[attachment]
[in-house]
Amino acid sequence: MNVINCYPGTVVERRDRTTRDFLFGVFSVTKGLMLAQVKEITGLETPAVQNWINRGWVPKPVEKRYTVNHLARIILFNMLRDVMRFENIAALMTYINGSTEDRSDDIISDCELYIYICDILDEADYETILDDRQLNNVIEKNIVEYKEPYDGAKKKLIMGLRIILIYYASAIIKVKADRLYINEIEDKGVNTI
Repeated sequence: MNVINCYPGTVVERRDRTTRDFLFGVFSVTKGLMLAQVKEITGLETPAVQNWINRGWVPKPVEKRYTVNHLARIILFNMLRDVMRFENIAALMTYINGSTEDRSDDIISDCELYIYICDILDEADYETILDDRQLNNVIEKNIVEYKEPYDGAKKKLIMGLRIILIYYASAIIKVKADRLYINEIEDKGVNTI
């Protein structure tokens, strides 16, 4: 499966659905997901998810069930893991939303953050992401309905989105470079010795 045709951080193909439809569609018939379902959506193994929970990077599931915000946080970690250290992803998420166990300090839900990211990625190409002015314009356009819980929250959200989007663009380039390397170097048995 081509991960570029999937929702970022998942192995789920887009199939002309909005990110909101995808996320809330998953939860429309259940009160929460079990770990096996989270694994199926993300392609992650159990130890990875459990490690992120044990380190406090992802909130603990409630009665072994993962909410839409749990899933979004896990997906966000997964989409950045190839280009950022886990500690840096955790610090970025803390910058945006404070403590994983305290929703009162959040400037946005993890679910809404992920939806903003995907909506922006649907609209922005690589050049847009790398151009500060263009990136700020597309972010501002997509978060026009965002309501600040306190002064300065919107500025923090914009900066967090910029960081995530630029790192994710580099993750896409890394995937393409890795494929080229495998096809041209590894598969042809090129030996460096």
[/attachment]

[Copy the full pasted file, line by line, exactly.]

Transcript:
[in-house]
Amino acid sequence: MNVINCYPGTVVERRDRTTRDFLFGVFSVTKGLMLAQVKEITGLETPAVQNWINRGWVPKPVEKRYTVNHLARIILFNMLRDVMRFENIAALMTYINGSTEDRSDDIISDCELYIYICDILDEADYETILDDRQLNNVIEKNIVEYKEPYDGAKKKLIMGLRIILIYYASAIIKVKADRLYINEIEDKGVNTI
Repeated sequence: MNVINCYPGTVVERRDRTTRDFLFGVFSVTKGLMLAQVKEITGLETPAVQNWINRGWVPKPVEKRYTVNHLARIILFNMLRDVMRFENIAALMTYINGSTEDRSDDIISDCELYIYICDILDEADYETILDDRQLNNVIEKNIVEYKEPYDGAKKKLIMGLRIILIYYASAIIKVKADRLYINEIEDKGVNTI
């Protein structure tokens, strides 16, 4: 499966659905997901998810069930893991939303953050992401309905989105470079010795 045709951080193909439809569609018939379902959506193994929970990077599931915000946080970690250290992803998420166990300090839900990211990625190409002015314009356009819980929250959200989007663009380039390397170097048995 081509991960570029999937929702970022998942192995789920887009199939002309909005990110909101995808996320809330998953939860429309259940009160929460079990770990096996989270694994199926993300392609992650159990130890990875459990490690992120044990380190406090992802909130603990409630009665072994993962909410839409749990899933979004896990997906966000997964989409950045190839280009950022886990500690840096955790610090970025803390910058945006404070403590994983305290929703009162959040400037946005993890679910809404992920939806903003995907909506922006649907609209922005690589050049847009790398151009500060263009990136700020597309972010501002997509978060026009965002309501600040306190002064300065919107500025923090914009900066967090910029960081995530630029790192994710580099993750896409890394995937393409890795494929080229495998096809041209590894598969042809090129030996460096």